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Letters to the editors

Vol. 6, NO. 1 / June 2021

To the editors:

Brains are energetically expensive organs, and many organisms do very well without them. But bigger brains lead to more intelligence, as they allow a species to store and manage more information. Then why don’t more animals have big brains? One reason is the metabolic energy cost. Muscle tissue requires less than 5% of the energy of an equivalent amount of brain tissue. Because a bigger brain needs to pay its energy bills, most animals have the smallest brains that still allow them to find food, avoid predators, and outcompete rivals for mating opportunities. But some animals do have outsized brains. Among them are, notably, some types of whales and dolphins, octopuses, and, of course, humans.1 The human brain, for example, tripled in size in the last few million years and is now three times larger than a chimpanzee brain. Encephalization—the evolutionary increase in the complexity or size of brains—is a biological puzzle with a long list of hypotheses proposed to explain it. Each hypothesis has emphasized a different set of selective pressures, ranging from features of the ecology to climate change to physiology to sociality.2

One of the most popular of these hypotheses is the social brain hypothesis, which began with the observation that brain size and group size were correlated in apes and monkeys.3 The explanation proposed for this correlation was that living in larger groups required far greater behavioral complexity. Skills such as tricking rivals and tracking group members became far more demanding in larger groups, leading to the evolution of larger brains. This simple correlation between brain size and group size found in primates did not hold in other taxa.4 In birds, brain size was correlated with other social features such as parenting and pair-bonding.5 And so the social brain hypothesis evolved to account for more general forms of social cognition. In his essay, Kieran Fox discusses the application of the social brain hypothesis as it might apply to whales and dolphins (Cetacea), building on recent work by himself and collaborators Michael Muthukrishna and Susanne Shultz. As part of their research, Fox, Muthukrishna, and Shultz surveyed the published cetacean literature, compiled a large database, and analyzed it. They discovered that in cetaceans, socially tight-knit groups predicted the largest brains and the largest behavioral repertoires, i.e., sets of sophisticated behaviors such as complex vocalizations, group hunting techniques, and helping each other care for their young.6 This pattern, particularly the relationship between brains and behavioral repertoire is also consistent with another more general explanation for the evolution of large brains—the cultural brain hypothesis.7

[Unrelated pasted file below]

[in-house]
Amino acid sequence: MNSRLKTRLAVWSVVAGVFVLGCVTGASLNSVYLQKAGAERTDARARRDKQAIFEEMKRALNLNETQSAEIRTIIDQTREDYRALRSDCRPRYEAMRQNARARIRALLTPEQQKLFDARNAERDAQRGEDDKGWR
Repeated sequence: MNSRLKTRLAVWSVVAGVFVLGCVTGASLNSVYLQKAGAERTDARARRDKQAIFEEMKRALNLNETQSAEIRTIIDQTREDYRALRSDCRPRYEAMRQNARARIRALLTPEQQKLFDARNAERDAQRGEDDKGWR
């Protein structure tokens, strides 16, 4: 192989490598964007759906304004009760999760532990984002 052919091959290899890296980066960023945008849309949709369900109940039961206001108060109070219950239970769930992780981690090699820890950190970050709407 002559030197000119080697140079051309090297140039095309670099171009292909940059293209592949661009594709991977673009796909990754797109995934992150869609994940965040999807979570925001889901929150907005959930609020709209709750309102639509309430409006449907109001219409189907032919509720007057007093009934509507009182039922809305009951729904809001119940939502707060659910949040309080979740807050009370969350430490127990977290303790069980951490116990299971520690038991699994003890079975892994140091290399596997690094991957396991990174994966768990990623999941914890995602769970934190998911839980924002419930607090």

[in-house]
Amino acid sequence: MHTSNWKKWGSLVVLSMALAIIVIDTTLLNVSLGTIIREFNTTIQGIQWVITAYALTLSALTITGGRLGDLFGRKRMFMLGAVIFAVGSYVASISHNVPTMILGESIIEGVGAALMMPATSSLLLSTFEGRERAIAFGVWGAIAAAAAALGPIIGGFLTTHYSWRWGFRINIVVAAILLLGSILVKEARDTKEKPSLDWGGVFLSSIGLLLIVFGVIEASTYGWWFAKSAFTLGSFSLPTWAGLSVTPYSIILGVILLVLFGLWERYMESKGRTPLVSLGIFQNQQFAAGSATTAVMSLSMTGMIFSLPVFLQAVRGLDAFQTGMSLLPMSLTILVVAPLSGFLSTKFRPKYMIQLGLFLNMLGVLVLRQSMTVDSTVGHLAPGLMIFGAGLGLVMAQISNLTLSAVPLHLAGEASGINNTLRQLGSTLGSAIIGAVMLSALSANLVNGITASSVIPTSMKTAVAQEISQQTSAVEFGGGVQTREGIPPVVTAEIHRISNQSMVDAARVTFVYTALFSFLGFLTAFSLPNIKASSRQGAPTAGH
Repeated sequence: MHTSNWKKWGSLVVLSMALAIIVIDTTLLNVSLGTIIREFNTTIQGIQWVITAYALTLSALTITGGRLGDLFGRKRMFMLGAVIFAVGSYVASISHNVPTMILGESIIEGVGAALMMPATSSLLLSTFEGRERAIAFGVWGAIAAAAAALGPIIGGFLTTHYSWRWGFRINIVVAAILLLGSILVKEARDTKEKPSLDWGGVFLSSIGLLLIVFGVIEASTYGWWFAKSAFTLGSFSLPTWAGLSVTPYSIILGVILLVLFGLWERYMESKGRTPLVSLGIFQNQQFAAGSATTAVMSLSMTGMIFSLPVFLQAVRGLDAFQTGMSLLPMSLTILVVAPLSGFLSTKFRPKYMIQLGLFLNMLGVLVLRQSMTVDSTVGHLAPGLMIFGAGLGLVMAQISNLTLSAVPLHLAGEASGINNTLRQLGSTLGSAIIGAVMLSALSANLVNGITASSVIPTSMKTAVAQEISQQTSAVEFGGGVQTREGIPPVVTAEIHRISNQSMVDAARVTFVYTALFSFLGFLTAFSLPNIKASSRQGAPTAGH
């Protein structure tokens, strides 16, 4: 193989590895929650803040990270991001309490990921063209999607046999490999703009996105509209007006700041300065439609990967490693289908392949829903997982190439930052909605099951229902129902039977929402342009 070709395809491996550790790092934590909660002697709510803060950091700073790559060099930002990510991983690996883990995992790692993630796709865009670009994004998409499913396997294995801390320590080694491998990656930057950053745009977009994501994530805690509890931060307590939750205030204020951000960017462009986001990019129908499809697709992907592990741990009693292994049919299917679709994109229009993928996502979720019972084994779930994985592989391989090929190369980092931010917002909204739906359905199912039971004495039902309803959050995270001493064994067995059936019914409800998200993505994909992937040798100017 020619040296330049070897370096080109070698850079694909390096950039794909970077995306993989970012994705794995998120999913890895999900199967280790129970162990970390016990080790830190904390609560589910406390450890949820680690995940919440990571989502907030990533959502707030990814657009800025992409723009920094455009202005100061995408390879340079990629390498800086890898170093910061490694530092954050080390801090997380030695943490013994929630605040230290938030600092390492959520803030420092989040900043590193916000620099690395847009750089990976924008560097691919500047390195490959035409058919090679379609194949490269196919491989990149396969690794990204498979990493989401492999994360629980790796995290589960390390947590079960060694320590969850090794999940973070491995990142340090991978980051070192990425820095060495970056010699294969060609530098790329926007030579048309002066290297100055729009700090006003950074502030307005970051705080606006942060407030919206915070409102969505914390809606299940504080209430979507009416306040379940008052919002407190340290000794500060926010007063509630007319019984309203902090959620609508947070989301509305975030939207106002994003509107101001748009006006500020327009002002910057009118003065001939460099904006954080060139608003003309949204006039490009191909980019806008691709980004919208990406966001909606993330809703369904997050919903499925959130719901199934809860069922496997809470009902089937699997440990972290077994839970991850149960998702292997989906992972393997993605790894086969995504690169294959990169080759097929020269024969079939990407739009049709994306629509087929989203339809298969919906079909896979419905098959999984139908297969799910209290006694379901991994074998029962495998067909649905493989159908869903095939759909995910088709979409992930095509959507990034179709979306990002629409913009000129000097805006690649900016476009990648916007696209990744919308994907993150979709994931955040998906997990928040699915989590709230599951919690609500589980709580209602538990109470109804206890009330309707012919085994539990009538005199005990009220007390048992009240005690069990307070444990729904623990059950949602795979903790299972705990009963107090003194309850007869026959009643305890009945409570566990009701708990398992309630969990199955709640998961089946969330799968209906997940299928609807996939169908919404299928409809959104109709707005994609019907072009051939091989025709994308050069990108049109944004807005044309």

The cultural brain hypothesis shifts the emphasis from social complexity to learning. Brains are not just for social living. In more general terms, they are for learning, storing, managing, and using information. For a social animal, that information might include the kind of tricking and tracking behaviors described by the social brain hypothesis. But for an asocial animal, it might only include what the animal discovers on its own. Because the cultural brain hypothesis predicts two main pathways for evolving bigger brains—social and asocial—it encompasses the social brain hypothesis, but might also explain the evolution of brains and intelligence in less social animals. It might, for example, explain the intelligence of cephalopods, with their soft, tentacled bodies, distributed brains, and short, solitary lives.8

The Cultural Brain Hypothesis

The cultural brain hypothesis begins with three key assumptions:

  1. Bigger brains can store and manage more information.
  2. Bigger brains are more metabolically costly than smaller brains.
  3. Storing and managing more information increases survival.

These assumptions are built into a mathematical and a computational model, which together reveal conditions that may lead to the evolution of bigger brains. The models predict testable relationships between brains and behavioral repertoire, group size, reliance on learning from others rather than individually, time spent learning, and methods of learning. These models predict two pathways to bigger brains: a pathway reliant on trial-and-error learning individually and a pathway reliant on social learning from other members of a group. In their paper on the cultural brain hypothesis, Muthukrishna et al. test these predictions using data from primates.9 The predictions fit well.

According to the cultural brain hypothesis, the correlation between brain size and group size, along with other measures of sociality, is not simply a direct result of brains adapting to social living. Instead, larger brains increase the adaptive behavioral repertoire, which in turn can increase group size as more individuals survive. For social animals, these larger groups offer more opportunities for social learning, which increases both the behavioral repertoire and brain size, strengthening these relationships. And so, we might expect a strong relationship between brain size and sociality in the most social animals, including primates and cetaceans, but a weaker to nonexistent relationship among asocial animals, including cephalopods. The cultural brain hypothesis also predicts other relationships. Among social animals, bigger brains will be accompanied by a larger behavioral repertoire, greater reliance on social learning, and more time to learn manifested as a longer juvenile period.